Dell’s Alienware brand produces enthusiast PCs that generally don’t try to compete on price, but its latest effort represents a change to that tactic. The X51 is a small-form-factor PC that takes Alienware’s gaming expertise and attempts to sell it to the living room masses. It’s immediately clear the X51 is designed to challenge consoles, with its black gloss, sleek curves and familiar Alienware touches. The stylised UFO logo on the front lights up and can be rotated to suit the PC’s orientation, and the side panels look suitably futuristic.
The X51 is small, too: 344mm tall and 94mm wide, which means it will fit into spaces traditional PCs won’t. Alienware’s designers have done a superb job in managing to cram in a fully functional gaming PC.
It’s a superb compact design, with cables routed discreetly throughout, and care taken over component placement. Upgrade space is understandably at a premium: the memory, CPU and wireless card are easily accessible, but it takes effort to extract the graphics card or the hard disk from beneath the metal frame. This PC isn’t meant for tinkering.
The small case also places limitations on the components. Our sample had a 3GHz Intel Core i5-2320 and 8GB of RAM, and the X51 scored 0.87 in our benchmarks. That’s nothing special for a PC at this price .
Gaming performance is similarly mid-range. Nvidia’s GeForce GTX 545 is an OEM card that’s essentially a cut-down GTX 550. The goal is obviously the 1080p resolution of today’s TV sets, but you won’t always be able to ramp the settings right up: an average of 47fps in our High quality Crysis benchmark fell to 27fps at Very High settings.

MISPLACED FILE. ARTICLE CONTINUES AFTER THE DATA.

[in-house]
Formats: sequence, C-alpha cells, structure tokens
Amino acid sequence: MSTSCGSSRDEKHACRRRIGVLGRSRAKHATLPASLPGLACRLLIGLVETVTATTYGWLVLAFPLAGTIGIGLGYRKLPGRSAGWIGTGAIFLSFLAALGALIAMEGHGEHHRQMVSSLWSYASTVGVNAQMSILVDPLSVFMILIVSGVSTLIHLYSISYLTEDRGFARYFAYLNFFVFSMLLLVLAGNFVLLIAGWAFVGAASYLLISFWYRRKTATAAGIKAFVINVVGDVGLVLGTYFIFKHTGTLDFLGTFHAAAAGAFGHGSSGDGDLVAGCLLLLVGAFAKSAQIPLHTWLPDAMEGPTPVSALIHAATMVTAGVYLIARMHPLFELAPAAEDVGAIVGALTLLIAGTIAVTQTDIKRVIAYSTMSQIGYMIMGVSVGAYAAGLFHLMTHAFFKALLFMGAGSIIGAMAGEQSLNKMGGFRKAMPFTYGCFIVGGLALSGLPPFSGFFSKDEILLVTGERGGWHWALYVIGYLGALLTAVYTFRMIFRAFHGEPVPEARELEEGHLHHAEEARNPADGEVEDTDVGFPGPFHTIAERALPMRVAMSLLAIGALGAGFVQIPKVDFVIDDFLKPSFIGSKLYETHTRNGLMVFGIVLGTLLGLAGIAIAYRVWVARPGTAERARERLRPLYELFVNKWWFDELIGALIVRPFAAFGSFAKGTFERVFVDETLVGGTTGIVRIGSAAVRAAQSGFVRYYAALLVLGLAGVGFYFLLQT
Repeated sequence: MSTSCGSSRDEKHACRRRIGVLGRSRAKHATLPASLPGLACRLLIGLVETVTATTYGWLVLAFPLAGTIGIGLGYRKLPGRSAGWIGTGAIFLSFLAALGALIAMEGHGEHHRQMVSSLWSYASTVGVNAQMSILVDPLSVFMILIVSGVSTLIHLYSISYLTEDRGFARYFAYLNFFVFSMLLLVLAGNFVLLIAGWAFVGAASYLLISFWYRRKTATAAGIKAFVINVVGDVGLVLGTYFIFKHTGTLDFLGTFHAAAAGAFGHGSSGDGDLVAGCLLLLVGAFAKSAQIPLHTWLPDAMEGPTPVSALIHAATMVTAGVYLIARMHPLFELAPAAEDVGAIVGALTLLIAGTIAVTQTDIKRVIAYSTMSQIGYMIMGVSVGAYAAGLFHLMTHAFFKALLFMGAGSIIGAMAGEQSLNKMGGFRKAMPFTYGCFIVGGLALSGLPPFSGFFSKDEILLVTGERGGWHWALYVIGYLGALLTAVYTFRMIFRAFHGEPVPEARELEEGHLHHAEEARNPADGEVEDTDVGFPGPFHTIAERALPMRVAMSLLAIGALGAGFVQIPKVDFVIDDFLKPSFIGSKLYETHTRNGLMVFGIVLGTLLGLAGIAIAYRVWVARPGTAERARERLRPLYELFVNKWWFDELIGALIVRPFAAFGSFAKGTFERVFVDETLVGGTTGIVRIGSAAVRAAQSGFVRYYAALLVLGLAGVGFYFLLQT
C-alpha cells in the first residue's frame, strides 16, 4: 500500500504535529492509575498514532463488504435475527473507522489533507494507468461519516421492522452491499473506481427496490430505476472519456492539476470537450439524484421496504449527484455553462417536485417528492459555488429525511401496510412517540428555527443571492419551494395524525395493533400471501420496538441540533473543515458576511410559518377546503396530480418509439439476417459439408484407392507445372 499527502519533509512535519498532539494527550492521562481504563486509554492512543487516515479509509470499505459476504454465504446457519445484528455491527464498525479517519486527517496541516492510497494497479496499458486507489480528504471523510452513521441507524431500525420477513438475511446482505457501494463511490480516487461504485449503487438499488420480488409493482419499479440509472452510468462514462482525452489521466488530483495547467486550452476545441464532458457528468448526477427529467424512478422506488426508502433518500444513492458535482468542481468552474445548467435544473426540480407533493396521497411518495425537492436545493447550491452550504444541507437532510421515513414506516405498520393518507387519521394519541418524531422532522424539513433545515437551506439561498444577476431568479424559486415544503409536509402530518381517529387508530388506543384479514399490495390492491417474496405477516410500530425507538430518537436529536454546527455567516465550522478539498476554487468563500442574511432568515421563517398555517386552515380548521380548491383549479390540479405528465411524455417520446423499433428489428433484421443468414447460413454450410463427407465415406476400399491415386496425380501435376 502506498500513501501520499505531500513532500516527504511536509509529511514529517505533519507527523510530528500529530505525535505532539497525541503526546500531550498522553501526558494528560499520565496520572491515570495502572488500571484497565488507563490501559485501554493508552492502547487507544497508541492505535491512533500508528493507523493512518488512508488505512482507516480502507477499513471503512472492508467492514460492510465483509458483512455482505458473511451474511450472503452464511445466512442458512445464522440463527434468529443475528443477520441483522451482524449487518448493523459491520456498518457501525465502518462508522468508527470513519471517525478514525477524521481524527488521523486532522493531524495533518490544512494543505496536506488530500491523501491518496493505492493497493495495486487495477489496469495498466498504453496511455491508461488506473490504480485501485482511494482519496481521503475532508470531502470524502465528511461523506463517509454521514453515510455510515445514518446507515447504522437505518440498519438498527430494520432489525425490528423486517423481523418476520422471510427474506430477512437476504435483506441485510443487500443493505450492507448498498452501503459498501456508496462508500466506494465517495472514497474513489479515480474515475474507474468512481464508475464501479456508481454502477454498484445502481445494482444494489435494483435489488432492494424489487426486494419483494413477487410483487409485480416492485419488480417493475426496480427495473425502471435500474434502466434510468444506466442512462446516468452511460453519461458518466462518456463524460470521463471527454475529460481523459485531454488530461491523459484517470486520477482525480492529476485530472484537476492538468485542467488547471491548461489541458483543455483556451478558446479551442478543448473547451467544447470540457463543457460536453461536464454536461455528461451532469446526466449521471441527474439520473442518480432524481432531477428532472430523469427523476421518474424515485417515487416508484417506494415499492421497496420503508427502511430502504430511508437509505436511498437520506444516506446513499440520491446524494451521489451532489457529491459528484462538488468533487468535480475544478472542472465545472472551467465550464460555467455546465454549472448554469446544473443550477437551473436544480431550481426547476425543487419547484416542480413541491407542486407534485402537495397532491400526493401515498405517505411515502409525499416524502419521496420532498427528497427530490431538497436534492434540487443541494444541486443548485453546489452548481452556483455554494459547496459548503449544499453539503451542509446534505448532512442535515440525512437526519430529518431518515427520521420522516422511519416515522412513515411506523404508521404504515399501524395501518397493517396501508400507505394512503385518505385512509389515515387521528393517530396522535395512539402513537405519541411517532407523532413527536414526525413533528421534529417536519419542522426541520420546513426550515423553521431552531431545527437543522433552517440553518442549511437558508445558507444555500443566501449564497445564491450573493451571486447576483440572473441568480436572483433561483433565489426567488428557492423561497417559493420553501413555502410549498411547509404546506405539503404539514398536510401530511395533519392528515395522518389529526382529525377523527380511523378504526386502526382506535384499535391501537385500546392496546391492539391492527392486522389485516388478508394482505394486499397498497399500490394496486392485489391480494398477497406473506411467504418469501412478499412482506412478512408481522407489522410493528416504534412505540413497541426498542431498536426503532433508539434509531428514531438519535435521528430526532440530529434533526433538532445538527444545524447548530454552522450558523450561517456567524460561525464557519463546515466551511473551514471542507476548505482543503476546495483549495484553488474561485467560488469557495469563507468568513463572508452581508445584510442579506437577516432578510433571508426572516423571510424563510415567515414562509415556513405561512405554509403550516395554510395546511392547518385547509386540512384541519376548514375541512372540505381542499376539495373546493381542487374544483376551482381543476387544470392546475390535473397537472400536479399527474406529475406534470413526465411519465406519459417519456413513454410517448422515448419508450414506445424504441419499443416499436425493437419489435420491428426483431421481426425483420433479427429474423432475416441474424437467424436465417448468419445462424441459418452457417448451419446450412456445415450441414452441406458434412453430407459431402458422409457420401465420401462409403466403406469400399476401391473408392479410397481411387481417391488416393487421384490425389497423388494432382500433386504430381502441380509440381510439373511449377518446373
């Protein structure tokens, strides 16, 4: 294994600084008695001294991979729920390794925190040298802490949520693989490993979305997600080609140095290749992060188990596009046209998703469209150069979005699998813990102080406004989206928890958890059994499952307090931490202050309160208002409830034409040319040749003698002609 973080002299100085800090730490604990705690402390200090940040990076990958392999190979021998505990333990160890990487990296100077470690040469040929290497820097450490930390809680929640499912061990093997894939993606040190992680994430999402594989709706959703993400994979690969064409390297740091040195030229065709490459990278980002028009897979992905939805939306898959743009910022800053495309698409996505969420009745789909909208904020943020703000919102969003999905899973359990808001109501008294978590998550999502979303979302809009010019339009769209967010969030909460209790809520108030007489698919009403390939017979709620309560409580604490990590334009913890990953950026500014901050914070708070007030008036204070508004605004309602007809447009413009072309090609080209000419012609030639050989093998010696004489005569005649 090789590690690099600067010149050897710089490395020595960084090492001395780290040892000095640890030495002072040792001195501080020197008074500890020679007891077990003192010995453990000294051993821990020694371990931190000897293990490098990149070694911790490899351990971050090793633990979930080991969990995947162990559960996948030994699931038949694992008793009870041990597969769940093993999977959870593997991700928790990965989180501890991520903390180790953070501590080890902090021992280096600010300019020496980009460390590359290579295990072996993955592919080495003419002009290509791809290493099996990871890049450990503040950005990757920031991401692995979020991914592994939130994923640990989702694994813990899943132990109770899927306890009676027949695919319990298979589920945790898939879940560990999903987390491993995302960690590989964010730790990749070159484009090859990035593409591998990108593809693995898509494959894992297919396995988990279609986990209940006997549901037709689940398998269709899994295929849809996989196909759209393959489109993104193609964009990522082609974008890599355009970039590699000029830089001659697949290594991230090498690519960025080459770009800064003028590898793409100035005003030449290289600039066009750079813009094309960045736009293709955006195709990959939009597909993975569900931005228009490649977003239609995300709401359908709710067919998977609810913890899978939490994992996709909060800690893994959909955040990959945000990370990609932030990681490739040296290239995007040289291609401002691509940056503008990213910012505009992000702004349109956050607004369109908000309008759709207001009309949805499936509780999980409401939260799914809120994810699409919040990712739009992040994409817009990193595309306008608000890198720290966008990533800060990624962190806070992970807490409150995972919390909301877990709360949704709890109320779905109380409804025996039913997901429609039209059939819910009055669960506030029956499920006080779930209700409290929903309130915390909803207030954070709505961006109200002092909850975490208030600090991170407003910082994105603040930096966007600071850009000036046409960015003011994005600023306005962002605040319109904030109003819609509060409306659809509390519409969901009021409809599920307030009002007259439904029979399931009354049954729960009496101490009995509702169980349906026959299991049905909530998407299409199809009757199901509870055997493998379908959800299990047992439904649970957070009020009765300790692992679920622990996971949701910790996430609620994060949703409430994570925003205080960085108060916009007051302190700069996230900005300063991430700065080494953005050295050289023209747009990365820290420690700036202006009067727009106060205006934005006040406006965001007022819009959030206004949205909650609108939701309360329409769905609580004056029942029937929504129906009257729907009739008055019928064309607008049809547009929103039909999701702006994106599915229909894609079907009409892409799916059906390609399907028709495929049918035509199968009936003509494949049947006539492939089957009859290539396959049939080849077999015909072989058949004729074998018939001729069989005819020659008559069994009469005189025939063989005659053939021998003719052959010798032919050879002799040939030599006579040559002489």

What can you do to improve frame rates? Dell offers several models and configurations, but they don’t address the core issue. Upping the processor to a Core i7-2600 and GTX 555 raises the price to $1,699. There’s also one cheaper specification available, with the same Core i5 processor, half the memory and a DVD-writer instead of Blu-ray. However, you can’t upgrade to faster graphics, due to the thermal and power limits of such a small case.
The good news is that at least the present components don’t stretch the chassis. It helps that they run at stock speeds, but the processor’s peak temperature of 71°C is fine, and the graphics card’s was only 3°C higher.
There are few surprises in the rest of the specification: 802.11n wireless, a 1TB hard disk and a slot-loading Blu-ray reader. There’s a pair of USB 3 and six USB 2 ports, Gigabit Ethernet and both optical and electrical S/PDIF.
The supplied software isn’t thrilling. AlienAutopsy has links to driver downloads and options from the Control Panel. The Command Centre has tools to change the colour of the lights and a script tool to load up software – such as VoIP or IM clients – when particular games or applications are launched. The X51 also has a rather basic BIOS.
Alienware’s PCs are among the most striking around, and the X51 is no different – it’s a fine example of small-form-factor engineering and would look great under a TV. But value is rarely Alienware’s strong suit, and that remains the case here. The X51 costs more than faster PCs, yet doesn’t quite meet the goal that would make it enticing: 1080p gaming at console-killing top settings. It’s a good effort, but it may take a generation to fulfill its clear potential.